Does Spending in Elections Influence Outcomes?
You’ll be hard-pressed to find anyone who believes that money isn’t absolutely crucial to running an effective campaign for political office. It costs money to rent campaign offices, travel, run phone banks, rent speaking venues, print leaflets, film commercials and purchase television ad time, and otherwise publicize a candidate’s message or attack his or her opponent. Additionally, spending by outside groups, most commonly in the form of super political action committees (or super PACs) have had a significant effect in elections. There is an abundance of reporting documenting the influence of these super PACs in our recent elections, most notably in the 2012 Republican Presidential Primary. Examples can be found here, here, here, and here.
Nonetheless, in its 5-4 Citizens United decision, the Supreme Court ruled that there can be no restrictions in political expenditures of third party groups. The decision indicated that anyone or any group, including corporations, wealthy individuals, unions, and so forth, can spend unlimited amounts of money in electioneering communication, including political advertisements, robo-calls, and mailers. In theory, these third party groups (super PACs) are forbidden from coordinating directly with any political candidate or campaign. In practice, however, super PACs have become de facto attack arms of individual candidates’ campaigns.
Can a candidate without a supporting super PAC succeed in a major election? The latest GOP presidential primary casts serious doubt on the notion that any candidate could be competitive in a presidential primary without the support of a super PAC.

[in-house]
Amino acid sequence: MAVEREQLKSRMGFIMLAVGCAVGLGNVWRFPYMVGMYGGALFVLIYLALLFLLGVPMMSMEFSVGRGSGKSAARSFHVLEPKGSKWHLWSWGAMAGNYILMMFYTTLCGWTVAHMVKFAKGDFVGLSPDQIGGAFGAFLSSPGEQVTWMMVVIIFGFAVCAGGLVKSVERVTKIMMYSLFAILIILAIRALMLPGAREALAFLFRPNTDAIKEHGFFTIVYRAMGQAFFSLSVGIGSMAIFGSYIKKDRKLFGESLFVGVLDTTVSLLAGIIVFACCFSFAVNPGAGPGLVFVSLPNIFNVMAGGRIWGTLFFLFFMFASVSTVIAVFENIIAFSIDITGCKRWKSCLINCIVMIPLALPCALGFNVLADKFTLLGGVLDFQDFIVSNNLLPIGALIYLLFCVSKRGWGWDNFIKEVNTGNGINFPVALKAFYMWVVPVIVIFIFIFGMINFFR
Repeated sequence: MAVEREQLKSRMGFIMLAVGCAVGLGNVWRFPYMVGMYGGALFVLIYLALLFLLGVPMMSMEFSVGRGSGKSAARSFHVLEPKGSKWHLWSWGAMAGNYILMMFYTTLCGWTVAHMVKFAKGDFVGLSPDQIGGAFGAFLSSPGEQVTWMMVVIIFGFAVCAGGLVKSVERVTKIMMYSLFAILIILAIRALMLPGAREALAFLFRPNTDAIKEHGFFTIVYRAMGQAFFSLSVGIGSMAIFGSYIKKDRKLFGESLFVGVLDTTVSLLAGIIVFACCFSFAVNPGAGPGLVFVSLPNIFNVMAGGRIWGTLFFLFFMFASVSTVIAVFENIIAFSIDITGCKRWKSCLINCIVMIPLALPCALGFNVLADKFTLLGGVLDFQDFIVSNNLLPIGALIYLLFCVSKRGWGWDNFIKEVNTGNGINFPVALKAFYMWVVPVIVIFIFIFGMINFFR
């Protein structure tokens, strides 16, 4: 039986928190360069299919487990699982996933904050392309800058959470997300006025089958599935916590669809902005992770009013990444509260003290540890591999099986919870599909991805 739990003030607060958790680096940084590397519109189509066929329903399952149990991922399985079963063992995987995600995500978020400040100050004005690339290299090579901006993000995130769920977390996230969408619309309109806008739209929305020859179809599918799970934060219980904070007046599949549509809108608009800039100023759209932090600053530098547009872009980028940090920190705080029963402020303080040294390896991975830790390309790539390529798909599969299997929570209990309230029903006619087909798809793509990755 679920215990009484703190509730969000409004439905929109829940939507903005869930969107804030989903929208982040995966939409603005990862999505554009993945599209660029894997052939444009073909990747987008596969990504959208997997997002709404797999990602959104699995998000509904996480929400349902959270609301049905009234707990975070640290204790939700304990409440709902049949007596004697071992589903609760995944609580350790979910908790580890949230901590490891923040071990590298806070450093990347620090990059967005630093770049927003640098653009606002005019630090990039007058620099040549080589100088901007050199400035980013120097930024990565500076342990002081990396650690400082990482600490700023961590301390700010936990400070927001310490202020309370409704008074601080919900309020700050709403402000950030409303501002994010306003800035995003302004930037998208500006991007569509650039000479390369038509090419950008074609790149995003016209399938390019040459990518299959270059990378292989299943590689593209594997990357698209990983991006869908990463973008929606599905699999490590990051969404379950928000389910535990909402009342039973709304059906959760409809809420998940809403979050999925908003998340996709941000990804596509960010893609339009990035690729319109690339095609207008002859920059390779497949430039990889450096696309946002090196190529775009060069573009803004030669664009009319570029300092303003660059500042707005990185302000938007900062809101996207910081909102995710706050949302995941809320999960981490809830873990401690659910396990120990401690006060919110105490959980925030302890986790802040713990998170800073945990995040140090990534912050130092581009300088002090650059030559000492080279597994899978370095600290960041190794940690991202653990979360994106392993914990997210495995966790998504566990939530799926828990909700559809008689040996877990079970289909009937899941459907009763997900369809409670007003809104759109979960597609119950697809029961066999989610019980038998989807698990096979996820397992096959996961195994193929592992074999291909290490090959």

A Precedent for Restricting Some Political Speech
Supporters of the Citizens United decision argue that spending on ads by outside groups is simply free speech and assert that any limits on speech are unconstitutional. While I do believe that unlimited election-related expenditures should be viewed as free speech, it’s worth noting that there are other limits on the First Amendment. Citizens United supporters ignore 216 years of precedent where, as Justice John Paul Stevens observed in his dissent, the Supreme Court has rejected an absolutist interpretation of the First Amendment. Indeed, free speech has been regulated in many different scenarios, which are largely uncontroversial.
Stevens writes: “[The Supreme Court] ha[s] held that speech can be regulated differentially on account of the speaker’s identity, when identity is understood in categorical or institutional terms. The Government routinely places special restrictions on the speech rights of students, prisoners, members of the Armed Forces, foreigners, and its own employees. When such restrictions are justified by a legitimate governmental interest, they do not necessarily raise constitutional problems.”
Anyone who has served in the military knows that their right to free speech is restricted in multiple ways, to ensure proper order, effectiveness, and cohesiveness of the military. The Supreme Court has upheld laws that prohibit the distribution or display of campaign materials near a polling place as well as laws that prohibit federal employees from participating in partisan political campaigns. Also, a person cannot falsely yell “fire” in a crowded theater, potentially causing a lethal stampede, without criminal consequence. Broadcast television stations are prohibited from showing indecent programing during hours when young children are typically awake and are fined when profanity is used.